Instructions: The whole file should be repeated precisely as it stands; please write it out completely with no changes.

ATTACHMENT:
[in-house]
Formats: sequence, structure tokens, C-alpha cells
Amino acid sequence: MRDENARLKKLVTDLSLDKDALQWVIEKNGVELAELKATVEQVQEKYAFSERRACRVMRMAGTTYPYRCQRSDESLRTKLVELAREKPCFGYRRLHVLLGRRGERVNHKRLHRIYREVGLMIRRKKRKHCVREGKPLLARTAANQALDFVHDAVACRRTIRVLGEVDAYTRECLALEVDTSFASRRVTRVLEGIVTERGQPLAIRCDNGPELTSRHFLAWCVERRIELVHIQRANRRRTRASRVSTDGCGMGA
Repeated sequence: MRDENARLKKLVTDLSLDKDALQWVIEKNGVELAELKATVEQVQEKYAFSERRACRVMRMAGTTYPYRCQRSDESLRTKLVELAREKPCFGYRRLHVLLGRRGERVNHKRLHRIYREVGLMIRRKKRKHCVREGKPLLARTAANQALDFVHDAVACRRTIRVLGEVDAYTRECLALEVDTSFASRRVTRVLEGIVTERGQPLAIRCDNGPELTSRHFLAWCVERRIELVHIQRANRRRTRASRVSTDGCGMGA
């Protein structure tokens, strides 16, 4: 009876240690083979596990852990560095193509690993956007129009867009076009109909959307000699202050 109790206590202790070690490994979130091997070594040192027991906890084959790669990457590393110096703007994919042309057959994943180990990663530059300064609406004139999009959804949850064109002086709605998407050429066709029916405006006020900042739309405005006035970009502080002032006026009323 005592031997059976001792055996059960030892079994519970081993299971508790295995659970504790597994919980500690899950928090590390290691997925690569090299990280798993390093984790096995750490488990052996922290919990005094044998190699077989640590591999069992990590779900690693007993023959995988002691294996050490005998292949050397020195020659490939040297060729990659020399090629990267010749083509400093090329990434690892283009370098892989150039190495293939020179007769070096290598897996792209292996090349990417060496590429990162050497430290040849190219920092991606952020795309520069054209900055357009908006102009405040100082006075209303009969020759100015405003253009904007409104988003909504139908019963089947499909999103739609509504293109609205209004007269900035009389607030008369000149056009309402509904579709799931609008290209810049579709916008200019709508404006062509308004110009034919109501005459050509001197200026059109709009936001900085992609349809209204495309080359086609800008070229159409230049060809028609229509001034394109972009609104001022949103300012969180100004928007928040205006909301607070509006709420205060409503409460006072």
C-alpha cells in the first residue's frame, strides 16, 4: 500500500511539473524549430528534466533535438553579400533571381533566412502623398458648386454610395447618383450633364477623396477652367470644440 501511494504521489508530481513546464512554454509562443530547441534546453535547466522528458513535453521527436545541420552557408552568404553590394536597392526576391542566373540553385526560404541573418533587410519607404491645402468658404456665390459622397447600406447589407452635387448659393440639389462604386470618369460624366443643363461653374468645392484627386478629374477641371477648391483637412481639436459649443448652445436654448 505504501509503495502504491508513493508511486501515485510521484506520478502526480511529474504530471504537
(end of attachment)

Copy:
[in-house]
Formats: sequence, structure tokens, C-alpha cells
Amino acid sequence: MRDENARLKKLVTDLSLDKDALQWVIEKNGVELAELKATVEQVQEKYAFSERRACRVMRMAGTTYPYRCQRSDESLRTKLVELAREKPCFGYRRLHVLLGRRGERVNHKRLHRIYREVGLMIRRKKRKHCVREGKPLLARTAANQALDFVHDAVACRRTIRVLGEVDAYTRECLALEVDTSFASRRVTRVLEGIVTERGQPLAIRCDNGPELTSRHFLAWCVERRIELVHIQRANRRRTRASRVSTDGCGMGA
Repeated sequence: MRDENARLKKLVTDLSLDKDALQWVIEKNGVELAELKATVEQVQEKYAFSERRACRVMRMAGTTYPYRCQRSDESLRTKLVELAREKPCFGYRRLHVLLGRRGERVNHKRLHRIYREVGLMIRRKKRKHCVREGKPLLARTAANQALDFVHDAVACRRTIRVLGEVDAYTRECLALEVDTSFASRRVTRVLEGIVTERGQPLAIRCDNGPELTSRHFLAWCVERRIELVHIQRANRRRTRASRVSTDGCGMGA
């Protein structure tokens, strides 16, 4: 009876240690083979596990852990560095193509690993956007129009867009076009109909959307000699202050 109790206590202790070690490994979130091997070594040192027991906890084959790669990457590393110096703007994919042309057959994943180990990663530059300064609406004139999009959804949850064109002086709605998407050429066709029916405006006020900042739309405005006035970009502080002032006026009323 005592031997059976001792055996059960030892079994519970081993299971508790295995659970504790597994919980500690899950928090590390290691997925690569090299990280798993390093984790096995750490488990052996922290919990005094044998190699077989640590591999069992990590779900690693007993023959995988002691294996050490005998292949050397020195020659490939040297060729990659020399090629990267010749083509400093090329990434690892283009370098892989150039190495293939020179007769070096290598897996792209292996090349990417060496590429990162050497430290040849190219920092991606952020795309520069054209900055357009908006102009405040100082006075209303009969020759100015405003253009904007409104988003909504139908019963089947499909999103739609509504293109609205209004007269900035009389607030008369000149056009309402509904579709799931609008290209810049579709916008200019709508404006062509308004110009034919109501005459050509001197200026059109709009936001900085992609349809209204495309080359086609800008070229159409230049060809028609229509001034394109972009609104001022949103300012969180100004928007928040205006909301607070509006709420205060409503409460006072």
C-alpha cells in the first residue's frame, strides 16, 4: 500500500511539473524549430528534466533535438553579400533571381533566412502623398458648386454610395447618383450633364477623396477652367470644440 501511494504521489508530481513546464512554454509562443530547441534546453535547466522528458513535453521527436545541420552557408552568404553590394536597392526576391542566373540553385526560404541573418533587410519607404491645402468658404456665390459622397447600406447589407452635387448659393440639389462604386470618369460624366443643363461653374468645392484627386478629374477641371477648391483637412481639436459649443448652445436654448 505504501509503495502504491508513493508511486501515485510521484506520478502526480511529474504530471504537